"In conclusion, these data show that women at risk for HIV-1 acquisition within stable, mutually disclosed, HIV-1–serodiscordant partnerships, with understanding of that risk,45 and with ready access to condoms, contraception, and counseling still have a high pregnancy rate. In addition, they remained highly adherent to PrEP, both overall and around the time of conception. "
[Show abstract][Hide abstract] ABSTRACT: Introduction:
Pre-exposure prophylaxis (PrEP) may be an important safer conception strategy for HIV-1–uninfected women with HIV-1–infected partners. Understanding medication adherence in this population may inform whether PrEP is a feasible safer conception strategy.
We evaluated predictors of pregnancy and adherence to study medication among HIV-1–uninfected women enrolled in a randomized placebo-controlled trial of PrEP among African HIV-1–serodiscordant couples. Participants were counseled on HIV-1 risk reduction, contraception, and adherence and tested for pregnancy at monthly study visits. Pill counts of dispensed drug were performed and, at a subset of visits, plasma was collected to measure active drug concentration.
Among 1785 women, pregnancy incidence was 10.2 per 100 person-years. Younger age, not using contraception, having an additional sexual partner, and reporting unprotected sex were associated with increased likelihood of pregnancy. Monthly clinic pill counts estimated that women experiencing pregnancy took 97% of prescribed doses overall, with at least 80% pill adherence for 98% of study months, and no difference in adherence in the periconception period compared with previous periods (P = 0.98). Tenofovir was detected in plasma at 71% of visits where pregnancy was discovered. By multiple measures, adherence was similar for women experiencing and not experiencing pregnancy (P ≥ 0.1).
In this clinical trial of PrEP, pregnancy incidence was 10% per year despite excellent access to effective contraception. Women experiencing pregnancy had high medication adherence, suggesting that PrEP may be an acceptable and feasible safer conception strategy for HIV-1–uninfected women with HIV-1–serodiscordant partners.
"This rate was higher than that of MSM (67.8%) and FSW (69%) in China and that of MSM in the United States (67%–74.4%) , , , but was lower than that of serodiscordant couples in Kenya (92.7%) ; These findings suggest high acceptability of oral PrEP among HIV-negative partners in HIV-serodiscordant couples in China. "
[Show abstract][Hide abstract] ABSTRACT: We aimed to investigate the awareness of and willingness to use oral pre-exposure prophylaxis (PrEP) for HIV prevention among HIV-negative partners in HIV-serodiscordant heterosexual couples in Xinjiang, China and determine factors that predict willingness to use oral PrEP.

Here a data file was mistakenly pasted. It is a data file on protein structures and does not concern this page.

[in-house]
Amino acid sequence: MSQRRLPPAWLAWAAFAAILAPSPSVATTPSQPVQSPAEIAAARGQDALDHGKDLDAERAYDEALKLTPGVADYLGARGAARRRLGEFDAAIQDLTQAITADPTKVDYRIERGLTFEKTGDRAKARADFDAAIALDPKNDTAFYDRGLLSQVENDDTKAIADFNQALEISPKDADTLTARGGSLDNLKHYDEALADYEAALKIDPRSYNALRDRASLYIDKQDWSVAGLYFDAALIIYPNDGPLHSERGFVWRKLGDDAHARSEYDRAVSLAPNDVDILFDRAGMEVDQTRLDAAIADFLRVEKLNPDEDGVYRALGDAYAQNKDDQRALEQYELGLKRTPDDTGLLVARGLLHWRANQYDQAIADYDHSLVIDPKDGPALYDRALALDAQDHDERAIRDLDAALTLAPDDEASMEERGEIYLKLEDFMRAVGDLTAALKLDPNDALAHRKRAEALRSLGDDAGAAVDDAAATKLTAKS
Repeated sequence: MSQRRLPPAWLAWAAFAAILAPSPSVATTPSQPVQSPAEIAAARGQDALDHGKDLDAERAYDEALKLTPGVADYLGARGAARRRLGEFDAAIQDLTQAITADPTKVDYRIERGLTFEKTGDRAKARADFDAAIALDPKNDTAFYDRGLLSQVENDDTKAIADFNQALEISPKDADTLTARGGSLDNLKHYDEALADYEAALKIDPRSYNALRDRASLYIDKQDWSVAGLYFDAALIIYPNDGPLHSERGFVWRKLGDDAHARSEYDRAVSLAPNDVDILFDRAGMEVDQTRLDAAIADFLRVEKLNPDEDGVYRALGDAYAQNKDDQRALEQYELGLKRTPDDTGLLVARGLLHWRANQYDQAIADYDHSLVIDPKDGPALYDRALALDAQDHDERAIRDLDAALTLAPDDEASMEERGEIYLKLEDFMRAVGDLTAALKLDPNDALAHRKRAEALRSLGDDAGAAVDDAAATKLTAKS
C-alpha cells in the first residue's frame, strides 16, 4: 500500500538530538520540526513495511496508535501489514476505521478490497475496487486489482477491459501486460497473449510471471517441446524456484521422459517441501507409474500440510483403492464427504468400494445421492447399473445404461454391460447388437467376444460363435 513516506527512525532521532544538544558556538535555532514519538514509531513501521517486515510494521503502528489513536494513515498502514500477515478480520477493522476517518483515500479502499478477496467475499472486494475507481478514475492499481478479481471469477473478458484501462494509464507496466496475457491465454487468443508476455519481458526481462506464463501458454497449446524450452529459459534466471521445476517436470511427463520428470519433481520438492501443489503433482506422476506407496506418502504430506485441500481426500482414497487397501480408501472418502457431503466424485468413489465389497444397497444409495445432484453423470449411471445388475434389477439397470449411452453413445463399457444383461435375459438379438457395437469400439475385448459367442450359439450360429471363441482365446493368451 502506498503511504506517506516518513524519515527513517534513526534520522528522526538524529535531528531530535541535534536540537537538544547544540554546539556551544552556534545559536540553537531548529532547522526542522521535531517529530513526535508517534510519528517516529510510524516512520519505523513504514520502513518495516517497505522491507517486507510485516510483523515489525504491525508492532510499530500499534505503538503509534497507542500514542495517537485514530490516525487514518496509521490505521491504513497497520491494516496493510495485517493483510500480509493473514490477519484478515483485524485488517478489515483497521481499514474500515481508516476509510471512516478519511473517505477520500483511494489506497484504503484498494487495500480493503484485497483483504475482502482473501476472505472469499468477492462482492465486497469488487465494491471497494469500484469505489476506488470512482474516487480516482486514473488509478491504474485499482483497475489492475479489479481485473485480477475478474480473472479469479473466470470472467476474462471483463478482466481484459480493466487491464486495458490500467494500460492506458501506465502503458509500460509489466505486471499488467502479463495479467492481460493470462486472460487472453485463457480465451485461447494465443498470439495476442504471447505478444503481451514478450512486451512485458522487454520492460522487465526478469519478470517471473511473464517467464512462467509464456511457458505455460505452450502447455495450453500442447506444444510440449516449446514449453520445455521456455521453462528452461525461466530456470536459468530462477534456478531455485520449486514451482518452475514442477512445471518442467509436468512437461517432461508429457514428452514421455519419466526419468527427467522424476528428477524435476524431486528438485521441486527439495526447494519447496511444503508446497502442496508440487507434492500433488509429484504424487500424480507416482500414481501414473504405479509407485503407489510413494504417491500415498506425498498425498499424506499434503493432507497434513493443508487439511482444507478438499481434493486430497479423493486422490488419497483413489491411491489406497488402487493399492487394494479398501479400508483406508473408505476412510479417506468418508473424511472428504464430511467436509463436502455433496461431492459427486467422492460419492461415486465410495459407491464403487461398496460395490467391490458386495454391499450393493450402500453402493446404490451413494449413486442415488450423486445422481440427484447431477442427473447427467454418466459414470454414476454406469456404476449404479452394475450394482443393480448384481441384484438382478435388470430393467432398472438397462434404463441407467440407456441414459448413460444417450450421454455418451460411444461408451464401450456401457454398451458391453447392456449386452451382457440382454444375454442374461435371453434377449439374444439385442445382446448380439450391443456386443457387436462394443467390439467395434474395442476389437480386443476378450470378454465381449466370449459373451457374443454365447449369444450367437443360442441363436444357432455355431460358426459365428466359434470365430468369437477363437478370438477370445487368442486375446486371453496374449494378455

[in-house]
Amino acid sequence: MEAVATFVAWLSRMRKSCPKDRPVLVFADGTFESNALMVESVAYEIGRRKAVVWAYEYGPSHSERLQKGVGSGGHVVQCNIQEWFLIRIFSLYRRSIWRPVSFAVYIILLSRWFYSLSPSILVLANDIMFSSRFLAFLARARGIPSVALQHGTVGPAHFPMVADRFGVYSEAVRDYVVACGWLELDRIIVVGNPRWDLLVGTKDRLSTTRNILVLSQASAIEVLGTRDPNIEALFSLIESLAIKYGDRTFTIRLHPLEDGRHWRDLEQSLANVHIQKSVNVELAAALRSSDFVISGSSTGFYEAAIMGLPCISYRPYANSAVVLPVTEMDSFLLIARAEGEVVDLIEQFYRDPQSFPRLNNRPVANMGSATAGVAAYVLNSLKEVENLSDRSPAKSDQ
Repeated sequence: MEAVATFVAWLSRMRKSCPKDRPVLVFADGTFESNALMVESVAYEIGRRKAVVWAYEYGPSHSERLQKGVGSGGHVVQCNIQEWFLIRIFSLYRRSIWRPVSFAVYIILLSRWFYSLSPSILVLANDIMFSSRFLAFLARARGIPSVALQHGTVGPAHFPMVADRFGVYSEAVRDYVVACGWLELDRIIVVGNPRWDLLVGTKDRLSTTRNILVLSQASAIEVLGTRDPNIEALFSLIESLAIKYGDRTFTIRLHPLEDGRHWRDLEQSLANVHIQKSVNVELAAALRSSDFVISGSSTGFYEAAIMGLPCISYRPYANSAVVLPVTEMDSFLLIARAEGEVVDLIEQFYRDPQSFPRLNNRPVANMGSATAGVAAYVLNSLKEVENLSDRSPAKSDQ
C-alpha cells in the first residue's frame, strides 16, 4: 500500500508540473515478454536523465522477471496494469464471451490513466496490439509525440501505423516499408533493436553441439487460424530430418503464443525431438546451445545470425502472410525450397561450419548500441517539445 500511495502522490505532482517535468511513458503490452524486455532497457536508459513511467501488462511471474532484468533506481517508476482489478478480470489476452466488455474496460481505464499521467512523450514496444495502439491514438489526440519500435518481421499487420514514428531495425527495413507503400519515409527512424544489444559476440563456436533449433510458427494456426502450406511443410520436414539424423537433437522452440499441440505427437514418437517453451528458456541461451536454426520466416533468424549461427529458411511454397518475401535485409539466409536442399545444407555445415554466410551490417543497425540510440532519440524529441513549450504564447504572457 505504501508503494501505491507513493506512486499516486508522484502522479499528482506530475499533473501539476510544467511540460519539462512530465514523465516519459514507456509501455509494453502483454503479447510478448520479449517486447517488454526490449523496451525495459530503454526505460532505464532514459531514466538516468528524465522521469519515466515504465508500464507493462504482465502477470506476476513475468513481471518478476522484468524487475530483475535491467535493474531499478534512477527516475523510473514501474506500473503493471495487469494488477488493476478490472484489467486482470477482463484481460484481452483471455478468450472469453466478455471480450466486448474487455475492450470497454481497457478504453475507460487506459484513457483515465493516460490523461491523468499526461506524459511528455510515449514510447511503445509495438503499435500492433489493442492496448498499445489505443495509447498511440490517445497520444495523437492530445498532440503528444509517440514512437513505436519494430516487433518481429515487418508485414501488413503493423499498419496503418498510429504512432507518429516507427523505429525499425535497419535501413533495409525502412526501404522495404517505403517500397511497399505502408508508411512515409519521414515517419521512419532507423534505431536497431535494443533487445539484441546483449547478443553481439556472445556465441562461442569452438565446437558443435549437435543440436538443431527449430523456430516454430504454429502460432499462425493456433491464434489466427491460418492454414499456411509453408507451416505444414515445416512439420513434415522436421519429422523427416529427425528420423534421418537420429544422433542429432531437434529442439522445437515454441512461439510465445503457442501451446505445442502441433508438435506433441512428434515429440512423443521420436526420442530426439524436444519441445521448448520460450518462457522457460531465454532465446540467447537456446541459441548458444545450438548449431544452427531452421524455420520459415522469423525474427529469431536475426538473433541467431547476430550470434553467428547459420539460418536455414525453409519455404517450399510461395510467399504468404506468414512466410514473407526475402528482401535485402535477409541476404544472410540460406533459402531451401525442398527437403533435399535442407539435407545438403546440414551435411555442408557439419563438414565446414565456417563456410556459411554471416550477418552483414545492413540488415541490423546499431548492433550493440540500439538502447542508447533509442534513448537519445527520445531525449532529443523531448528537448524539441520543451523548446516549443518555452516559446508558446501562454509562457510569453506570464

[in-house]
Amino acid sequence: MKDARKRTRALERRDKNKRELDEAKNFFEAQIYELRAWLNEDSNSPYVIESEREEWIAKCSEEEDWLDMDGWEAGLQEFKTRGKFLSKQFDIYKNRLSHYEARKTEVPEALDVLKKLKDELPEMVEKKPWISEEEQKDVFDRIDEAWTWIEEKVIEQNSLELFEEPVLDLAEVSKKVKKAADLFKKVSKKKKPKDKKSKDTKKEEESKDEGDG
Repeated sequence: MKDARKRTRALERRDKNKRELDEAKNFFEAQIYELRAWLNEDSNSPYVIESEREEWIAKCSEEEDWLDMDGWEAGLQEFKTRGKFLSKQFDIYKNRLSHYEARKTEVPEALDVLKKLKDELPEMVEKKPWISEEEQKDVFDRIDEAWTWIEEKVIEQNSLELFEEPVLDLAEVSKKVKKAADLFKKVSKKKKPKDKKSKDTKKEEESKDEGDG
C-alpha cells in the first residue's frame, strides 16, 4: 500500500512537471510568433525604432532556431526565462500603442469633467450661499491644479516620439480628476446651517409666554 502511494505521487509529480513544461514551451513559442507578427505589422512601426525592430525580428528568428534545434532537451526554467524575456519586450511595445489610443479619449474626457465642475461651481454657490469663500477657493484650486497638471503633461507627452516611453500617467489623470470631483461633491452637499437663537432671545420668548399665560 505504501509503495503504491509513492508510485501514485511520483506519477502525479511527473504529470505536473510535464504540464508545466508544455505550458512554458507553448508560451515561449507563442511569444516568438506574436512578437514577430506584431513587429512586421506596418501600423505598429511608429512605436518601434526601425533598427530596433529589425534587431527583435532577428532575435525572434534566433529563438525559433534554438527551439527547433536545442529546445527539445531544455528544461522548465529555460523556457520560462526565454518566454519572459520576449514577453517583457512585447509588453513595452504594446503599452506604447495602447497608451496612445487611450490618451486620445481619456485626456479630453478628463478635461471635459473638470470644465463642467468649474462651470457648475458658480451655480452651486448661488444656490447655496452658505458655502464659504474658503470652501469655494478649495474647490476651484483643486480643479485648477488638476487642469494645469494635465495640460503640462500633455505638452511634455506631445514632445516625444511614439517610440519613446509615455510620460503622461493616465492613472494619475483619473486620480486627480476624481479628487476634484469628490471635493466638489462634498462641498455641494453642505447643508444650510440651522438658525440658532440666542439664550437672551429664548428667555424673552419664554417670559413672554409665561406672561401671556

Between November 2009 and December 2010, a cross-sectional survey was carried out among 351 HIV-negative partners in HIV-serodiscordant heterosexual couples from three cities in Xinjiang, China. Participants completed a self-administered questionnaire to assess their awareness of and willingness to use oral PrEP. Additionally, blood samples were collected to test for HIV infection. Univariate and multivariate logistic regression analyses were performed to identify predictors of willingness to use oral PrEP.
Only 10 participants (2.8%) reported having heard of PrEP, and only two reported ever using PrEP. However, 297 (84.6%) reported that they were willing to use oral PrEP if it was proven to be both safe and effective. Results of multivariate analysis revealed the following independent predictors of willingness to use oral PrEP: monthly household income (adjusted odds ratio = 2.78, <1000 RMB vs. ≥1000 RMB, 95% confidence interval: 1.36-5.69), perceived likelihood of contracting HIV from HIV-positive partner (adjusted odds ratio = 2.63, likely vs. unlikely, 95% confidence interval: 1.12-6.19), and worrying about being discriminated against by others due to oral PrEP use (adjusted odds ratio = 9.43, No vs. Yes, 95% confidence interval: 3.78-23.50).
Our results showed HIV-negative partners in HIV-serodiscordant heterosexual couples in China had low awareness of oral PrEP but high willingness to use oral PrEP for HIV prevention. Cost of oral PrEP should be taken into consideration in future PrEP prevention strategy. In addition, efforts should be made to reduce stigma attached to oral PrEP use, which may increase its acceptability among potential users.
PLoS ONE 07/2013; 8(7):e67392. DOI:10.1371/journal.pone.0067392 · 3.23 Impact Factor